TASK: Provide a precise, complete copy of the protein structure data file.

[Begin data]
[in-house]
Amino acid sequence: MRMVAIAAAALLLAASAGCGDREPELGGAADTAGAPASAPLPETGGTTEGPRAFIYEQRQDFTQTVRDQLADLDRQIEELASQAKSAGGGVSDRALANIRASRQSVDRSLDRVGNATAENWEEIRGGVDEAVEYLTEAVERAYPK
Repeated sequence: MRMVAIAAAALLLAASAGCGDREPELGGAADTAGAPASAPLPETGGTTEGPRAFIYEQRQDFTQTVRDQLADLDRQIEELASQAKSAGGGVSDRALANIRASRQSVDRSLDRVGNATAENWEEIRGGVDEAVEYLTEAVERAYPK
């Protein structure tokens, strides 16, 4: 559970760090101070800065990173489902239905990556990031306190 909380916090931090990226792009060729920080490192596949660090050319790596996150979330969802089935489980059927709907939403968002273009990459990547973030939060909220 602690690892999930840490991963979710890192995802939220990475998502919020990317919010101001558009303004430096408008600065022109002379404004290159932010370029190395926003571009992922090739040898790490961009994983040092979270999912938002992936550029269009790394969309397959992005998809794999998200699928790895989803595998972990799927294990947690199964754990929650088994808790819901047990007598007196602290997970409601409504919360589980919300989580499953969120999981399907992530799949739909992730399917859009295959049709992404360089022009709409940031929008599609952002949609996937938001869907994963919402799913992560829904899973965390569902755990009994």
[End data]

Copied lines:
[in-house]
Amino acid sequence: MRMVAIAAAALLLAASAGCGDREPELGGAADTAGAPASAPLPETGGTTEGPRAFIYEQRQDFTQTVRDQLADLDRQIEELASQAKSAGGGVSDRALANIRASRQSVDRSLDRVGNATAENWEEIRGGVDEAVEYLTEAVERAYPK
Repeated sequence: MRMVAIAAAALLLAASAGCGDREPELGGAADTAGAPASAPLPETGGTTEGPRAFIYEQRQDFTQTVRDQLADLDRQIEELASQAKSAGGGVSDRALANIRASRQSVDRSLDRVGNATAENWEEIRGGVDEAVEYLTEAVERAYPK
């Protein structure tokens, strides 16, 4: 559970760090101070800065990173489902239905990556990031306190 909380916090931090990226792009060729920080490192596949660090050319790596996150979330969802089935489980059927709907939403968002273009990459990547973030939060909220 602690690892999930840490991963979710890192995802939220990475998502919020990317919010101001558009303004430096408008600065022109002379404004290159932010370029190395926003571009992922090739040898790490961009994983040092979270999912938002992936550029269009790394969309397959992005998809794999998200699928790895989803595998972990799927294990947690199964754990929650088994808790819901047990007598007196602290997970409601409504919360589980919300989580499953969120999981399907992530799949739909992730399917859009295959049709992404360089022009709409940031929008599609952002949609996937938001869907994963919402799913992560829904899973965390569902755990009994």